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The Case of the Gentleman Gambler

Grand Junction police think they’ve finally solved a years-old murder—if only they can get the alleged perpetrator back to Colorado to stand trial.

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On October 2, 2004, Loma rancher Jay Yount was rounding up cattle in the meadows below Douglas Pass, in a remote corner of Garfield County. As he rode his horse near a lonely road mostly traveled by pickup trucks motoring between northwest Colorado’s gas fields and cow pastures, the sun-bleached skull sitting alone near some brush caught his eye. Taking care to mark the spot with a ribbon, Yount picked up the skull and took it with him as he rode through the chiseled shale landscape. He figured he’d better remember where he found it, because while stumbling across an animal skull in Colorado’s wildlands isn’t unusual, finding a human skull is.

Seven years earlier and about 70 miles north, in the badlands near the Colorado-Utah border, Marcus Bebb-Jones and his wife, Sabrina, went for a day hike at Dinosaur National Monument. The two would-be entrepreneurs had spent the previous several years struggling to resuscitate the Melrose Hotel in Grand Junction, a turn-of-the-century lodge reeling from its flophouse reputation. The area’s fellow hotel owners saw them—this burly British man with his slight wife usually standing, literally and figuratively, in his shadow—as unassuming but engaged in Grand Junction’s tourism industry. Their employees, British college girls on a work-study program, said the couple occasionally could be argumentative, partly due to the husband’s flirtatious nature with guests. Sabrina could get jealous, they said, but she was always devoted to their three-year-old son Daniel, and no one ever saw any fights between the couple turn violent. “They just seemed like nice, everyday business people trying to make a go of a local business,” says Lynne Sorlye, general manager of the Clarion Hotel in Grand Junction.

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This perception began to unravel after Marcus returned from the September 1997 day trip, alone and seemingly distraught. He told his employees the two had again quarreled over Sabrina’s jealousy. Once they arrived back in Grand Junction, he said, she stormed away and vanished. He had his employees call around to area hotels to see if anyone had seen Sabrina. When that turned up nothing, Bebb-Jones put Daniel in the family’s newly washed van the following evening and drove out of town, telling his employees that he was off to look for his wife in Las Vegas, where she had family and friends. (Police weren’t alerted to Sabrina’s disappearance for still another day, when a Melrose employee filed a missing person report.)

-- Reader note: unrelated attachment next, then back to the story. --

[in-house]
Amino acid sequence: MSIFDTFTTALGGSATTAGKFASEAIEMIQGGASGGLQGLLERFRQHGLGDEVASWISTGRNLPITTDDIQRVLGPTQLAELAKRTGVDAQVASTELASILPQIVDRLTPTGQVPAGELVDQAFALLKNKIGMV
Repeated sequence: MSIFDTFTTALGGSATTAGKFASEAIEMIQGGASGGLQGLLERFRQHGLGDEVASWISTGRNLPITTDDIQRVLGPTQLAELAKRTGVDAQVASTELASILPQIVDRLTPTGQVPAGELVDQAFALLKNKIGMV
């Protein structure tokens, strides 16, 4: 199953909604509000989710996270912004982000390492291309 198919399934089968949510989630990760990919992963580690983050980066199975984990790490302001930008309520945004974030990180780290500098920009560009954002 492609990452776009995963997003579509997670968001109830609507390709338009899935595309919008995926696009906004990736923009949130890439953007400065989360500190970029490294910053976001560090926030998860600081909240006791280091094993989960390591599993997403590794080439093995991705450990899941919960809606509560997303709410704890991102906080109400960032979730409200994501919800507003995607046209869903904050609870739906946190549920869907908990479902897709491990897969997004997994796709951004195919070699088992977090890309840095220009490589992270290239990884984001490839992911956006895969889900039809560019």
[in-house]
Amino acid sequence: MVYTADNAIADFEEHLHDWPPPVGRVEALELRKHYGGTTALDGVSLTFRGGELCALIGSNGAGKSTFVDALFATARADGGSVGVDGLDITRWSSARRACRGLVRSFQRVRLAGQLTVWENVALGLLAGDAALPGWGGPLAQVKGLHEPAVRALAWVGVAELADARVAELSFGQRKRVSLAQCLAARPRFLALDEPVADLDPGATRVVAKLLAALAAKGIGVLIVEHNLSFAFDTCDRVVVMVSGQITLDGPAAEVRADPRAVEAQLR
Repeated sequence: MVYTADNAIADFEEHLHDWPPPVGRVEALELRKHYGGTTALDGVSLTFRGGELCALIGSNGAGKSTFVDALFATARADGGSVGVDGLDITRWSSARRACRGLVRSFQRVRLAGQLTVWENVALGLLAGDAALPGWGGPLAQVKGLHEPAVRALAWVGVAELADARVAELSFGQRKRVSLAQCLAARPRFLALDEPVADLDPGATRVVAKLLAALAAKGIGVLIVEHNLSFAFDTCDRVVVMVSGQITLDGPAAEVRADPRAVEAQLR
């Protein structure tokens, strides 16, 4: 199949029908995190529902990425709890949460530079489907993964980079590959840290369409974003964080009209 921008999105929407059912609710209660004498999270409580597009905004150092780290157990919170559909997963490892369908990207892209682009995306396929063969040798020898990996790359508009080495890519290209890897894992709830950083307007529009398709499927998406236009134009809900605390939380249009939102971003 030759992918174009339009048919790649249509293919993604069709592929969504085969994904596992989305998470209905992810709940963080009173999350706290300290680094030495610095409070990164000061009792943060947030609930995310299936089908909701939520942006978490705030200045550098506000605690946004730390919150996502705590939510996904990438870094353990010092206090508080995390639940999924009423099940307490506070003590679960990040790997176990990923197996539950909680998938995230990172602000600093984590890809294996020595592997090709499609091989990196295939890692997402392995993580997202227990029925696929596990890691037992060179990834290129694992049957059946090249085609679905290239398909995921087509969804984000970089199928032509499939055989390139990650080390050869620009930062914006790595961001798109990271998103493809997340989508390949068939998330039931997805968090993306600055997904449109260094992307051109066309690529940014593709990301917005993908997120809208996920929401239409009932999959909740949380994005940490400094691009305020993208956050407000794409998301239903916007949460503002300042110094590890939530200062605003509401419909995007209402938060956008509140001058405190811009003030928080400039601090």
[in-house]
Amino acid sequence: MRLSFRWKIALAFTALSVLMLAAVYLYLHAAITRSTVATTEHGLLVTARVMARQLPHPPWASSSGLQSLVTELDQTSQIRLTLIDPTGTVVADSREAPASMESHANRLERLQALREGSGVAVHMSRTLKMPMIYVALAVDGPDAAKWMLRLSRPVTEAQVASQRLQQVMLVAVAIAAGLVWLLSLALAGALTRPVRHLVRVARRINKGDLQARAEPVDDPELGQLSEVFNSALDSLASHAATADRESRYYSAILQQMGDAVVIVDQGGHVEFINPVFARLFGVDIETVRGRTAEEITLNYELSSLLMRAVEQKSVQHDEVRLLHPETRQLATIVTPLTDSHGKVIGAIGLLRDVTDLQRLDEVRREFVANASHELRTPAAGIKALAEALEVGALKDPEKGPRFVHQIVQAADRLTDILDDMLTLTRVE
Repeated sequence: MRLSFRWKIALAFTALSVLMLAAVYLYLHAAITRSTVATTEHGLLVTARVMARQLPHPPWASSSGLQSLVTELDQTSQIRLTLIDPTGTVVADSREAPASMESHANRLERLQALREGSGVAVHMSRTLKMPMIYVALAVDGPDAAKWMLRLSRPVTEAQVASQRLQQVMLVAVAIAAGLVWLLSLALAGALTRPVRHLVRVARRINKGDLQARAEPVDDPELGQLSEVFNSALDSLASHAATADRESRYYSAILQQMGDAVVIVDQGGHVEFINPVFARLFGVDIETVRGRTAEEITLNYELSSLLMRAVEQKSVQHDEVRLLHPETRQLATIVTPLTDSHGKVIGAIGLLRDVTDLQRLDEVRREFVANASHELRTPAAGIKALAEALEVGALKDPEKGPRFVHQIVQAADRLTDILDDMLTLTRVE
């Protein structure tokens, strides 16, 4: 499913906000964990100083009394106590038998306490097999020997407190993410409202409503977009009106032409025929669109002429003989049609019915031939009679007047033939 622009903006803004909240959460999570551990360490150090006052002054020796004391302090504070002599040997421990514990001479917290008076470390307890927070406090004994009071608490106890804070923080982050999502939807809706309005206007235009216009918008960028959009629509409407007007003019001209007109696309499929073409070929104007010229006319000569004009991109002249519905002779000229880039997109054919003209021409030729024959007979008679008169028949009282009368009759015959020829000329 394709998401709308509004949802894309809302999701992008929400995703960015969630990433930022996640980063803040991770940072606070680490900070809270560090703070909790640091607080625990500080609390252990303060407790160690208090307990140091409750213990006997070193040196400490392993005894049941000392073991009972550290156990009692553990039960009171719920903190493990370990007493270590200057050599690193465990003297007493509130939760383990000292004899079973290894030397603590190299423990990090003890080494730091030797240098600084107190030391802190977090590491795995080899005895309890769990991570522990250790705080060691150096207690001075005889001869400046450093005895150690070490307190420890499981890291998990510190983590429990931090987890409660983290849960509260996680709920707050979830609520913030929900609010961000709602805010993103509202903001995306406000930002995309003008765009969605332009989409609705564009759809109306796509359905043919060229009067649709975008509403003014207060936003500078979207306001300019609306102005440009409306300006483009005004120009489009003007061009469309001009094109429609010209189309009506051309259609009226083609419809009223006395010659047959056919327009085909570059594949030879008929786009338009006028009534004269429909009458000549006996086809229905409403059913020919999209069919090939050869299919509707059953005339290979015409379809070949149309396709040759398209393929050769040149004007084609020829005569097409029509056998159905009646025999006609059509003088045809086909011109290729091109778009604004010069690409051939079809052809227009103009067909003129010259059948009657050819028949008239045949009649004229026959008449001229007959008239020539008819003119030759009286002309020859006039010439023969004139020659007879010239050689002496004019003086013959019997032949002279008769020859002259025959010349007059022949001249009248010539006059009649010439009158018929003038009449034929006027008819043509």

Police say Bebb-Jones did ask around about his wife in Vegas before going on a “playboy” spree, dropping thousands of dollars on prostitutes, designer clothes, and a rented Ferrari. After father and son had been in town for three days, a maid in the Flamingo Hilton Hotel found Daniel, left alone and half-naked in their room. The next day, after police took Daniel into protective custody, a maid in another hotel found Bebb-Jones alive but bloodied by a self-inflicted gunshot wound to his jaw. Nearby was a note: “Sabrina, initially you may not think this is the best. I can’t change who I am. I understand your anger, but now as the years pass, that will diminish. This is the only way I can be without you or Daniel. Please don’t hate me. Marcus.”

Garfield County detectives were skeptical. In a 40-page affidavit that reads like a Hollywood screenplay, they wrote that during the hospital interviews Bebb-Jones “seemed more concerned about talking with a lawyer rather than helping find Sabrina,” and a friend of Bebb-Jones told police that he’d gone on the sports car and hookers spree because “he wanted to go out in style.” Investigators found evidence of blood in the van—according to the affidavit, DNA tests later pegged it as 99.99 percent likely that the blood came from a child of Sabrina’s parents—and a Melrose employee was quoted in the affidavit as saying that “everyone at the hotel thought that Marcus had killed Sabrina.” But, unable to find a body, Garfield County police still couldn’t charge Bebb-Jones with a crime.